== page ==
Muscat: More than 100 Indian nationals in Oman who are flying back home on repatriation flights have been denied from boarding them, due to non-payment of fines here in the Sultanate.
Expats who haven’t paid their fines are given the choice of paying them at the airport. Those who are unable to do so must first clear all their payments, after which they will be accommodated on subsequent flights.
Officials at the Embassy of India in Muscat added that fines were not the only reason some Indians were required to stay back: some foreign nationals in the country had other pending matters to resolve, such as manpower issues and court cases, that prevented them from flying home.
“We had a case where there was an Indian national who had quite a large fine to be cleared, and in this case, we helped him, because the amount due was over OMR450,” said an embassy representative. “From each flight, one or two passengers were asked to deplane, because they had not paid their fines."
“The number of people who have been stopped from boarding has decreased, because word quickly spread that passengers were not being allowed to fly home unless their fines had been cleared,” he added.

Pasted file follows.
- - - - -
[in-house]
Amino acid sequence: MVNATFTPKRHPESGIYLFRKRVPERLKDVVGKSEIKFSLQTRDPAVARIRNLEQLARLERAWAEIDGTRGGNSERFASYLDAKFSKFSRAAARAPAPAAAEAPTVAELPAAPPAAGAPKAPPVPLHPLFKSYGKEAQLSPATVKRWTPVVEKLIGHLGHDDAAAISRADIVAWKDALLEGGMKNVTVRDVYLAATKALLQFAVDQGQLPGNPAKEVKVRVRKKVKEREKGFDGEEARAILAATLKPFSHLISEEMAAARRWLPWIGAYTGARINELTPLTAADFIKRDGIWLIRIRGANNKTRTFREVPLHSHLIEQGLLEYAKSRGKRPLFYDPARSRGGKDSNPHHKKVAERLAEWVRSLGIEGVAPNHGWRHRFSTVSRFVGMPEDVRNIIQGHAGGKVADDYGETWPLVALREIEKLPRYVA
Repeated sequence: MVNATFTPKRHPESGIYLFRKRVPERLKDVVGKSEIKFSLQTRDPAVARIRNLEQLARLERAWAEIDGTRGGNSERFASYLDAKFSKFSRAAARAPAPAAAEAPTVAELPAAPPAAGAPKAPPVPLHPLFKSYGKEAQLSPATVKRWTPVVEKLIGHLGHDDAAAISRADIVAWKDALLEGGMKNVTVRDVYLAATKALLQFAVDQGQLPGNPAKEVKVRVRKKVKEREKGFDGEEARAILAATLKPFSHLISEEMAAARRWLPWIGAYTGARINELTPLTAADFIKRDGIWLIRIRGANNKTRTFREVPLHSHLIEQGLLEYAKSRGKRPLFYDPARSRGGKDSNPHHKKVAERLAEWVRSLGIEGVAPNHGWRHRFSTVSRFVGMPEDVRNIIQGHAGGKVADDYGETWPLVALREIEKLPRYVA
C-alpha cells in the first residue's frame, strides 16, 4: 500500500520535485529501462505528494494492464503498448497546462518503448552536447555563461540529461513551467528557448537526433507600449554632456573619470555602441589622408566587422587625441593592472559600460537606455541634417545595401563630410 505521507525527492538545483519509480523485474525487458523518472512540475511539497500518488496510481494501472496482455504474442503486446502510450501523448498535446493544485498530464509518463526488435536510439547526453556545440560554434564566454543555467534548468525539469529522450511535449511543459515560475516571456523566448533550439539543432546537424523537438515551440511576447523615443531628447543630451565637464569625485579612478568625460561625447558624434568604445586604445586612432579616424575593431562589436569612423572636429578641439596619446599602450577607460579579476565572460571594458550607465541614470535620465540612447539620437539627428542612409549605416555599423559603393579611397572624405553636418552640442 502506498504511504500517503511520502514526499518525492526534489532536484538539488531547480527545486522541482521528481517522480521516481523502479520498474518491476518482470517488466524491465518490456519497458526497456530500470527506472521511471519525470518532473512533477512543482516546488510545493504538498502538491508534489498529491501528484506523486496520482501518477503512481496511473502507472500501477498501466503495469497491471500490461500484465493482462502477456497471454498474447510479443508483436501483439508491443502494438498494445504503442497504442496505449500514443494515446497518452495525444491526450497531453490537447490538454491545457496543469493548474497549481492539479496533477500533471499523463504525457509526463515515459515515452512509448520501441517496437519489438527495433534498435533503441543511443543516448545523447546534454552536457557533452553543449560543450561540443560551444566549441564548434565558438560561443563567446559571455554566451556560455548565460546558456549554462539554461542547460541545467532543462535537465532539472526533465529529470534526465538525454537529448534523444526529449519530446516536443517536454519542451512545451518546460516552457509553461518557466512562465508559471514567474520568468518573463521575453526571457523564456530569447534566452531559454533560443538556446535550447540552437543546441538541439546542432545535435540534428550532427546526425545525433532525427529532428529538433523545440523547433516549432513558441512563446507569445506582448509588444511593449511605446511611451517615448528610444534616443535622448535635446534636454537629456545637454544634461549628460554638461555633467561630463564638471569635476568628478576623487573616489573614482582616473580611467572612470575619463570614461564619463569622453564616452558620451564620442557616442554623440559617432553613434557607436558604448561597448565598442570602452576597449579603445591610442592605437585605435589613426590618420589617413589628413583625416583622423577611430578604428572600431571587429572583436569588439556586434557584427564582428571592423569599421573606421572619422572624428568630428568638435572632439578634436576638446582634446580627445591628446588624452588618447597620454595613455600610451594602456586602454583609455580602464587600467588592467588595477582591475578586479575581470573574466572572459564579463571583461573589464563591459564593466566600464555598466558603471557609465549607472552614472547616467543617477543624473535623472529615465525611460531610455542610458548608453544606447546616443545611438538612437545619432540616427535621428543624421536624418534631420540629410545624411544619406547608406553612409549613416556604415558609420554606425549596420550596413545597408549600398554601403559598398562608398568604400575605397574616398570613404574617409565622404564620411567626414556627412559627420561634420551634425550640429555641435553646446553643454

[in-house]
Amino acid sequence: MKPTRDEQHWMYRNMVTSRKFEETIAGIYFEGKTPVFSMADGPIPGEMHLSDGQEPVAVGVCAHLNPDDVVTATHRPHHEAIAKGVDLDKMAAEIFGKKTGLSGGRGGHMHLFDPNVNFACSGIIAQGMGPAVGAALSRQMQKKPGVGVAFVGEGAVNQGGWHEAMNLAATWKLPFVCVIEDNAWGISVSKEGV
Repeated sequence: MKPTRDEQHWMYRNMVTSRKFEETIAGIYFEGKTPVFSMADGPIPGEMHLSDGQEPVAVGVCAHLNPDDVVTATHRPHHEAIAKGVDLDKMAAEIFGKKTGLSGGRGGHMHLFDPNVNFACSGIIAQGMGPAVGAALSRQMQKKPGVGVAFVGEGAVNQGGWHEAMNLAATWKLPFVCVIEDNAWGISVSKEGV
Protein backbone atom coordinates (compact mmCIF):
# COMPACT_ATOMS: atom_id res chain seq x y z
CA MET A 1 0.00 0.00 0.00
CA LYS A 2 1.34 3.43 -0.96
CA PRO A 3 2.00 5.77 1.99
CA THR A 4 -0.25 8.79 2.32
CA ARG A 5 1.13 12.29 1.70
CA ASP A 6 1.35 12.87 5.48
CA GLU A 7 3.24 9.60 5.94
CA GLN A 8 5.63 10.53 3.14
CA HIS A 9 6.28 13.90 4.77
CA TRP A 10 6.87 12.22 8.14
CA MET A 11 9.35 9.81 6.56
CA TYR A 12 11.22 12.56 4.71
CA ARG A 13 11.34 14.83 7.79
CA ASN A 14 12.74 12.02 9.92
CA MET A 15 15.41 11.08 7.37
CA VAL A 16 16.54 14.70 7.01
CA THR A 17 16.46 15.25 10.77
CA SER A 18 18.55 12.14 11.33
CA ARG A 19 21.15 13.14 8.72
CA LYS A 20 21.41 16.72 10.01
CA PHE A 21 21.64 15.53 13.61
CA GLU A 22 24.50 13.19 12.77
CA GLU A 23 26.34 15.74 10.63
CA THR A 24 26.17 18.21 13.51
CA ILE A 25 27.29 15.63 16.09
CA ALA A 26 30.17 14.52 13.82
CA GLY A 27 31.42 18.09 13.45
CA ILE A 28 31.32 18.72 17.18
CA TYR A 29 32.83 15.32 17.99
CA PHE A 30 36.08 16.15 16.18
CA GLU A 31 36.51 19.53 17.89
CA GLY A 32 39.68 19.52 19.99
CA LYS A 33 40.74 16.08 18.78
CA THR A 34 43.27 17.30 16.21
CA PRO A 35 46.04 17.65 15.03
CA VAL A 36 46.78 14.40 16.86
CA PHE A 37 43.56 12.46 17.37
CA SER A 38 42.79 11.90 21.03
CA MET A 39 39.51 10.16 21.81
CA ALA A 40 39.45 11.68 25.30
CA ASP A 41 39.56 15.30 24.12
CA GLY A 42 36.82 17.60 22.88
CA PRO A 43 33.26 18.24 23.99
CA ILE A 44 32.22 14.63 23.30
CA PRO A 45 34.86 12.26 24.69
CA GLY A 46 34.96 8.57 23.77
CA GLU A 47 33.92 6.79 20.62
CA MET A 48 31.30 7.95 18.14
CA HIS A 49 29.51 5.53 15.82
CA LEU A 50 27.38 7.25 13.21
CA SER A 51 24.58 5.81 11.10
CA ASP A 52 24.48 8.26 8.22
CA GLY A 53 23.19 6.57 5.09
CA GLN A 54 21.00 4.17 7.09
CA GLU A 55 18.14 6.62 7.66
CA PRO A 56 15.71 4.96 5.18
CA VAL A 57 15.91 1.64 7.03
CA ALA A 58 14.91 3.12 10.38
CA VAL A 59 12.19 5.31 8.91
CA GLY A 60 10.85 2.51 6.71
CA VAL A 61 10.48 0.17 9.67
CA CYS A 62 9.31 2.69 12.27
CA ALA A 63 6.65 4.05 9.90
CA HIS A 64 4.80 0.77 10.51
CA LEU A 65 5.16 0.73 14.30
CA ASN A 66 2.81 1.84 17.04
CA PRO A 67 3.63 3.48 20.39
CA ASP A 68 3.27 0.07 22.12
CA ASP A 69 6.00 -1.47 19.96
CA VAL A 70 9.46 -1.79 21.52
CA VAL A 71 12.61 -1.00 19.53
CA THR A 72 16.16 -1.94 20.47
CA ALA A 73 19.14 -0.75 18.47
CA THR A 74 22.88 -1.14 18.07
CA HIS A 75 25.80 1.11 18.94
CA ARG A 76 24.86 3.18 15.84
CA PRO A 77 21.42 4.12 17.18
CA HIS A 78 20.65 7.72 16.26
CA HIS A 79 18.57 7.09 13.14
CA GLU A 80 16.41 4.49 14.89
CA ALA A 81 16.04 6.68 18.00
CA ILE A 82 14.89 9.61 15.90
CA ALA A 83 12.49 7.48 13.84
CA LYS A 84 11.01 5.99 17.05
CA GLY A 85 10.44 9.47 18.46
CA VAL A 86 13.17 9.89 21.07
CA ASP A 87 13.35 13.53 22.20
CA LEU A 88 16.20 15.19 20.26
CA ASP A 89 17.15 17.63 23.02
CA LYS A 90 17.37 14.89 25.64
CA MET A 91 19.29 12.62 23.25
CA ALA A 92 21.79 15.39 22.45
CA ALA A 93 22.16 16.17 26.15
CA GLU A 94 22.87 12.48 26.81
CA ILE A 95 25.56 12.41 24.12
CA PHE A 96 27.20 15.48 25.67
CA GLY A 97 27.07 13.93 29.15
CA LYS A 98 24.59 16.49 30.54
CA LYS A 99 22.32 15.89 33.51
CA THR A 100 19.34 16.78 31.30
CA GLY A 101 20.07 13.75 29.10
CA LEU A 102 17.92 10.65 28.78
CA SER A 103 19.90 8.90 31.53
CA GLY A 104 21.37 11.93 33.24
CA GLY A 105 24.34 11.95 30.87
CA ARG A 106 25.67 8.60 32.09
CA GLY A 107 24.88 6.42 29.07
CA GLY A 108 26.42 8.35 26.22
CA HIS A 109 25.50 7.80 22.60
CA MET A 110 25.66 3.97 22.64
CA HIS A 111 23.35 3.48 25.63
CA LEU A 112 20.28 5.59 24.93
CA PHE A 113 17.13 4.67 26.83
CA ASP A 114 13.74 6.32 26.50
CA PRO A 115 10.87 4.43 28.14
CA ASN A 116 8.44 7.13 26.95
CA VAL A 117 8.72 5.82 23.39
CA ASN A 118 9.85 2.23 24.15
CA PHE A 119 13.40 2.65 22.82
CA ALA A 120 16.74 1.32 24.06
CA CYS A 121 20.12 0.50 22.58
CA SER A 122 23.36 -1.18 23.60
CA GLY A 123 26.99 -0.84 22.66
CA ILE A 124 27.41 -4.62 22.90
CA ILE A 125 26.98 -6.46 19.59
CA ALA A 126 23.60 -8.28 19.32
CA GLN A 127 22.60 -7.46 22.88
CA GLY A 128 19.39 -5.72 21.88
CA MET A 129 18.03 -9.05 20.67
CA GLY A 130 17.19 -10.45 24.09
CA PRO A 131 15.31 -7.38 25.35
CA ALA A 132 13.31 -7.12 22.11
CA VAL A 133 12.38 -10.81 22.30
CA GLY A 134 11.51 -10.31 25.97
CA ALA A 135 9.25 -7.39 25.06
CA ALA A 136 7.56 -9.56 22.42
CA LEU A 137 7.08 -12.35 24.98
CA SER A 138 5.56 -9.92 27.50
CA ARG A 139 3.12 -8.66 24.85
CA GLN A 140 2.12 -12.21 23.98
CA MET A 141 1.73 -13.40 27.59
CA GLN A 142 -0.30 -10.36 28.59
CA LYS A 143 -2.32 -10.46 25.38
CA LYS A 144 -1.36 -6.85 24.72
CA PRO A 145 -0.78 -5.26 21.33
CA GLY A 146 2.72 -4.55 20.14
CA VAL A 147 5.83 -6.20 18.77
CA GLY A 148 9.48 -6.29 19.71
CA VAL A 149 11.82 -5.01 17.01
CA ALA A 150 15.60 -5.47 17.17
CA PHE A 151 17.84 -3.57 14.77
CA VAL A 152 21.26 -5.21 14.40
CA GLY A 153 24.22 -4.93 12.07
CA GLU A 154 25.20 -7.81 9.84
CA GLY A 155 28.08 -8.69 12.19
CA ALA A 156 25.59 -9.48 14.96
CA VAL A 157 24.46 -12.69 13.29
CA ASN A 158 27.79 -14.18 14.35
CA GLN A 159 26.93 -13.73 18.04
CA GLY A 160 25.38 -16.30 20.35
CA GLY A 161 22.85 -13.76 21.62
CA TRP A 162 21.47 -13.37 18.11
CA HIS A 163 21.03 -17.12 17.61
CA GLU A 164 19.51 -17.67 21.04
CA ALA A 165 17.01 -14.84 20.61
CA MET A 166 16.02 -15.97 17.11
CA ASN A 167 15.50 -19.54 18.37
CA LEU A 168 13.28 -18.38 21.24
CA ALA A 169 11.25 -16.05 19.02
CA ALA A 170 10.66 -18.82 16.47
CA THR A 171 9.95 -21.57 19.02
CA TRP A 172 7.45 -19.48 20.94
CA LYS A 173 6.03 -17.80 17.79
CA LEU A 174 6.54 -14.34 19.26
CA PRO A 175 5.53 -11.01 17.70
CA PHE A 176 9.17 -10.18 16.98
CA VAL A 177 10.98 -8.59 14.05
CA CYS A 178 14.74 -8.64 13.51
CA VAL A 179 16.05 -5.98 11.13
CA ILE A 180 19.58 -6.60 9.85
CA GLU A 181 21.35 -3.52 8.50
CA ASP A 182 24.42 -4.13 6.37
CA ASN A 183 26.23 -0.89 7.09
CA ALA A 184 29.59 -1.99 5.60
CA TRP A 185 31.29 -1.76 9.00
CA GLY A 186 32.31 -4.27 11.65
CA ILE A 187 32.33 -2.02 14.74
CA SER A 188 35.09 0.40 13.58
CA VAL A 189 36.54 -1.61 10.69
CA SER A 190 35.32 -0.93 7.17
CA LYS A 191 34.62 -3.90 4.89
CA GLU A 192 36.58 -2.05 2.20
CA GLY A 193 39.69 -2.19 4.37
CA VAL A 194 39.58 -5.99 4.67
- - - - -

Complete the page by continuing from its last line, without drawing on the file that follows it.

While the embassy does normally dip into their community welfare fund to clear any outstanding penalties that people who need to return home in case of emergency might have, they have not done so this time, owing to the volume of Indian nationals who have applied to fly back during the COVID-19 pandemic, both under the Government of India’s Vande Bharat repatriation mission, and chartered flights organised by private and charitable bodies in the country.
On August 1, 2020, around 17 Indians were held back from boarding their charter plane from Salalah to Delhi, the biggest group of passengers to be denied permission so far.
“There were 20 people who had not cleared their fines, and three of them were able to pay these in the airport,” said Manpreet Singh, the chairman of the Indian Social Club in Salalah. “The other 17 were unable to do so, and so will only be allowed to board once their company pays their fines. Their company is waiting for some money to clear these dues.”
Singh, who also serves as the honorary consul of the Embassy of India in Salalah, added that while the Indian Social Club had stepped in to pay the fines due for some people, in extreme cases, it was simply not possible to do so for everyone.
“We did clear some fines where absolutely needed, by asking some companies for sponsorship to help with these issues,” he revealed. “But the companies themselves are unable to do so right now, because the coronavirus has affected everybody. Business is down for everyone.”